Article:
Being a leader is much more than just giving orders across the workplace; you must stay sensitive to the emotions of your employees and workers at all times. Empathy is a skill that helps you build that sensitivity.
So, why is empathy overlooked in the workplace? Most times, it’s a lack of understanding concerning its benefits. That’s why we’re here.
What is an empathetic leader?
The term doesn’t need more of an explanation. An empathetic leader is one that can see things from the perspective of the subordinate or employee and who is willing to take steps to remedy certain situations.
Empathetic leaders aren’t particularly the type of people to let just about everything pass in the name of trying to relate to their workers, but they have an understanding and the ability to put themselves in the shoes of the people that they’re supposed to lead.
An empathetic leader can help his or her subordinates feel comfortable and at east at the workplace, and while they try to make their subordinates perfect in everything they do, they also have an understanding of the fact that there are times when being perfect might not be possible. Instead of punishing a worker or an employee due to his or her shortcomings or occasional inaccuracies, an empathetic leader can help them overcome these imperfections.
Of course, there’s a balance to this, the fact that you’re being empathetic doesn’t mean that you should let everything past; at the end of the day, there’s the place of discipline and instilling a sense of striving to be perfect. However, empathy is understanding that people are trying, and helping them to feel comfortable while working for you.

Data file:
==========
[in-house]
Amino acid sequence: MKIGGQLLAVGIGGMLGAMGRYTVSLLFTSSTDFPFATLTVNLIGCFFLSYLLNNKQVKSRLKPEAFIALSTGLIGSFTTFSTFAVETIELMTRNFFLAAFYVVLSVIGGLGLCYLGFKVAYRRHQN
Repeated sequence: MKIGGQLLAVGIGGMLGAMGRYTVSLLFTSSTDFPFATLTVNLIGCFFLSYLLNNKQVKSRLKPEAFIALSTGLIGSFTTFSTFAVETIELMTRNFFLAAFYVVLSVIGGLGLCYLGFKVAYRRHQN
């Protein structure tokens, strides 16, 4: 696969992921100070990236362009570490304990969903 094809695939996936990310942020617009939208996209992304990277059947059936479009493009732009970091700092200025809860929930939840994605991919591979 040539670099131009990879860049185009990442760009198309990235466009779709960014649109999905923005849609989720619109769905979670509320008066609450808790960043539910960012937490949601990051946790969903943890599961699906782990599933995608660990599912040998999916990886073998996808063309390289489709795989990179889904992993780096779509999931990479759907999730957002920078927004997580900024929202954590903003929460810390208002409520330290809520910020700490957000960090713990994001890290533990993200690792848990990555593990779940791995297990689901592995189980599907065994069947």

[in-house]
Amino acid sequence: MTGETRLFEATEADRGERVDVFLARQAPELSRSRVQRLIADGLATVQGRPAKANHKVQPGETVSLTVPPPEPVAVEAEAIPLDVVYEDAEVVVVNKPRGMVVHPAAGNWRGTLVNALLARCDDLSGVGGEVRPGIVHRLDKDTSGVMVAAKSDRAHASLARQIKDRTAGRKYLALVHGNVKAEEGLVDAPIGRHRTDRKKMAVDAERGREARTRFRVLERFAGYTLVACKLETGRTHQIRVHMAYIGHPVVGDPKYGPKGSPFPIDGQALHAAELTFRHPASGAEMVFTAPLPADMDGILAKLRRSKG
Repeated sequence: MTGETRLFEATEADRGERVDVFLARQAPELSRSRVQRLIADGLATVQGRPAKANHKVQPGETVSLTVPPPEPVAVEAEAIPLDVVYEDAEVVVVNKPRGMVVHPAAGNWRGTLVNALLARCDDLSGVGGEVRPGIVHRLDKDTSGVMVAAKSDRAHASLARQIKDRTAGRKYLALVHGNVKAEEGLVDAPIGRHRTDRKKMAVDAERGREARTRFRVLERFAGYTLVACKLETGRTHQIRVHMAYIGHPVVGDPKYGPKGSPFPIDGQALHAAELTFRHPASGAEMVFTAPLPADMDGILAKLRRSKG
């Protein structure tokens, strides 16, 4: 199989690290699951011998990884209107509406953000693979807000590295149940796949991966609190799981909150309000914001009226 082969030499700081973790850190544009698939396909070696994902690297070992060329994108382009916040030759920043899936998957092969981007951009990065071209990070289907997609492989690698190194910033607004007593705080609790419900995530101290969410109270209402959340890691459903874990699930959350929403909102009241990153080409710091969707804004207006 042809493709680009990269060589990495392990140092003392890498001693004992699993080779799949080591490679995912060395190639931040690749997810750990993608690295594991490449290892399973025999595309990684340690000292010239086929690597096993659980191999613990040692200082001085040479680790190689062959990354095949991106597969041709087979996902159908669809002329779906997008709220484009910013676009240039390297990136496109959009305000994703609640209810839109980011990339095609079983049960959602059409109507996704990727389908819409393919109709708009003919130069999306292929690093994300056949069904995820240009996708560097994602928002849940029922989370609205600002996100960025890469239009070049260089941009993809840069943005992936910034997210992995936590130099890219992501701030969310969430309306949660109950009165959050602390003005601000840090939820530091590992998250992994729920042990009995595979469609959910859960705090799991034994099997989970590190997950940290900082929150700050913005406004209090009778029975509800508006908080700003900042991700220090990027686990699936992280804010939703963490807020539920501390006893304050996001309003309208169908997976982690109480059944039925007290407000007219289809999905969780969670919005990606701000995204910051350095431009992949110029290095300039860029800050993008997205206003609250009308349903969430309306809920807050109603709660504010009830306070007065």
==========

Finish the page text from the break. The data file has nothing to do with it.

Do Empaths make good leaders?
There is no doubt about the fact that empaths can make great leaders. Empathy is an important leadership skill that leaders are encouraged to build, and here are some important reasons why:
Empaths are committed to building a better world
A true empath has one thing as first thought; how to improve a specific situation and help build a positive image of the people around them. Empaths always have it as a priority to contribute to the improvement of the people and situations around them, as opposed to just looking out for themselves and what they can take.
By improving relations and supporting others, empaths help provide an opportunity for people to be better versions of themselves.
Empaths can bear the burdens of others
The ability to carry the burden of other people is a great way to show strength and leadership, and this is something that makes empaths great leaders. While their ability to carry peoples’ burdens is great, however, it is also important for an empath to learn how to distinguish between helping people and maintaining their focus on a particular goal. The best empaths can harness the strength that they have, and ensure that they propel others to be better while also improving on themselves as well
Empaths can handle challenges
According to a study, a leader with the best insight can distinguish between his assessment of himself and how his employees see him. Leaders who have strong insights can understand their needs, emotions, and behavior, while also being able to understand the characteristics of other people as well.
Besides, empathetic and insightful leaders are proactive when they get faced with challenges. Empathy improves your level of self-awareness, which will help you to approach negative situations and setbacks with a positive attitude.
In his book, “Descartes’ Error: Emotion, Reason, and the Human Brain,” author Dr. Antonio Damasio conducts a study that revealed that patients who had damage done to the parts of their brains that deal with empathy had a significant lack of relationship skills.
Thus, empaths can relate and communicate better with the people around them. Through this, they gain a better understanding of their social environments and can exist more peaceably with others and achieve results based on specific scenarios.